MURDER CASES INCREASE BY 12% WITHIN A MONTH
ABOUT 100 people have been murdered in the country since January until last month.
According to data collected from the Royal Eswatini Police (REP) Services, there were 86 murder victims between the months of January and October, meaning 14 more people were murdered within a month.
Chief Police Information and Communications Officer, Superintendent Phindile Vilakati said they had noted the rise of murder cases with great concern. Vilakati said it was disheartening that Eswatini had all along been classified as a peaceful country but had now turned into a violent one.
She said some of these murders were caused by disagreements between related persons or intimate partners.
Vilakati said some situations might be hard and infuriating to handle, but violence is not the way deal with it.
She pleaded with those who are hurt not to resort to violence but rather make use of available structures that deal with such matters which include police stations, churches, non-governmental organisations (NGOs), psycho-therapists and government hospitals.
“Communication is a therapy on its own. Your problems and your anger are nothing new in the world,” Vilakati said.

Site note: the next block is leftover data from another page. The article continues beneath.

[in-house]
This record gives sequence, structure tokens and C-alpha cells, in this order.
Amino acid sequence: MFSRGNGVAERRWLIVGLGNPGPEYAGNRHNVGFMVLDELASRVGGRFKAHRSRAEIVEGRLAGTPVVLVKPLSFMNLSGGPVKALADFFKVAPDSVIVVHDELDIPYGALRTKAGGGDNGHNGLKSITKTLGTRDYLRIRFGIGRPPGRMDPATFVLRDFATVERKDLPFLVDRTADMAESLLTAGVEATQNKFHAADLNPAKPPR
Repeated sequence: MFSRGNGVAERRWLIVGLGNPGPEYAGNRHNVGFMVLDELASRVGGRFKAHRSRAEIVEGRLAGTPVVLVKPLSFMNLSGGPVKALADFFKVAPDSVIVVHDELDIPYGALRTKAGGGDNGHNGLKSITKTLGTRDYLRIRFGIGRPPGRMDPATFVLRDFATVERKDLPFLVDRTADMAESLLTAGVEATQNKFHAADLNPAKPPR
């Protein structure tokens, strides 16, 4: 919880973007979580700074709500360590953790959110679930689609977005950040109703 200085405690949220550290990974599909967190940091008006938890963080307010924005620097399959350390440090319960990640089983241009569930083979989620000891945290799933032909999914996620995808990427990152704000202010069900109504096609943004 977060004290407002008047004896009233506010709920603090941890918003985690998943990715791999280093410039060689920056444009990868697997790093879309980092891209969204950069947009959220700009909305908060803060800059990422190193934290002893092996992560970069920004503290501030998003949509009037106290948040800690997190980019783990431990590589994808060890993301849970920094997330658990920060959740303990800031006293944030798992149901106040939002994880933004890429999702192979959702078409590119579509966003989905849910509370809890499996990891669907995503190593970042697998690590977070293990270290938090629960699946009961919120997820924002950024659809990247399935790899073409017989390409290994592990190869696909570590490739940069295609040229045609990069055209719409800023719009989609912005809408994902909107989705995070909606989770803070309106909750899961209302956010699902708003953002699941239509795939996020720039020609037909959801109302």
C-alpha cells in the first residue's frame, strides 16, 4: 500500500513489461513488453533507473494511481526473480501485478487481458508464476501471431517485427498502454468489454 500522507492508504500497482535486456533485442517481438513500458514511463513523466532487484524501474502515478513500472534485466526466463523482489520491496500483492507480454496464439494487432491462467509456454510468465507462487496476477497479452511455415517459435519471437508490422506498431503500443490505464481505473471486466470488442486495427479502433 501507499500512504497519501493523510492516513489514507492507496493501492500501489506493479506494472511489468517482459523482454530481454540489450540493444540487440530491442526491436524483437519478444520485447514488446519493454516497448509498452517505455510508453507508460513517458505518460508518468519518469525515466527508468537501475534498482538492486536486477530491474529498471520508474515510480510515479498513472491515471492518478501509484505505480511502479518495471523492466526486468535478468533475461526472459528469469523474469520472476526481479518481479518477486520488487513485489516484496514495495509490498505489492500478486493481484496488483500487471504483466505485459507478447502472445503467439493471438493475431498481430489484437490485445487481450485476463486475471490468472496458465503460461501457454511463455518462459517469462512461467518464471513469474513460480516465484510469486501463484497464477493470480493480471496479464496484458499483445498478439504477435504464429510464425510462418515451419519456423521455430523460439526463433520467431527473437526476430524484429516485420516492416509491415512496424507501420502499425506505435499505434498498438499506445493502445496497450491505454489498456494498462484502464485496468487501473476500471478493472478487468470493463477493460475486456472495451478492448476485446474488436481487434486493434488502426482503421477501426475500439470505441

Meanwhile, the Coordinating Assembly of Non-Governmental Organisations (CANGO) Communications Officer Nkosingiphile Myeni said the escalating rate of gruesome killings called for a multi-sectoral national strategy to prevent violence, including putting restrictions to weapons such as fire-arms.
Myeni said the country needs to treat violence as a public health concern and use campaigns and technology to reach every child and family across the country.
“Developing tools to make sure that everybody feels important and cared for through parenting interventions, family interventions, wellbeing campaigns, and early childhood education can make an impact,” he said.
He said there were complex factors that could lead one to take someone else’s life or attempt to do so. However, clarifying that no one was obligated to take another person’s life no matter the reason behind.
“We call for protective measures whereby there are early signs’ detections and mental disorder treatment, provision of information to access to psycho-social support, and school-based preventions as well as other institutions,” he said.
Meanwhile, International Mental Health Resource Services (IMERSE) Programme Director Dumsani Mamba said violent behaviour could be linked to mental health, whether the perpetrator was mentally disturbed or they were on the receiving end of metal distortion from someone else’s behaviour towards them.
He advised that people should seek help when they are confronted with issues that they feel are too much for them to handle and not at any point should an act of violence be a resolution to any problem that one is faced with.
Myeni said an individual might feel pushed to a corner by a number of problems leading to depression, such as the feeling of unshared pain and hopelessness that can either be social, economic or political.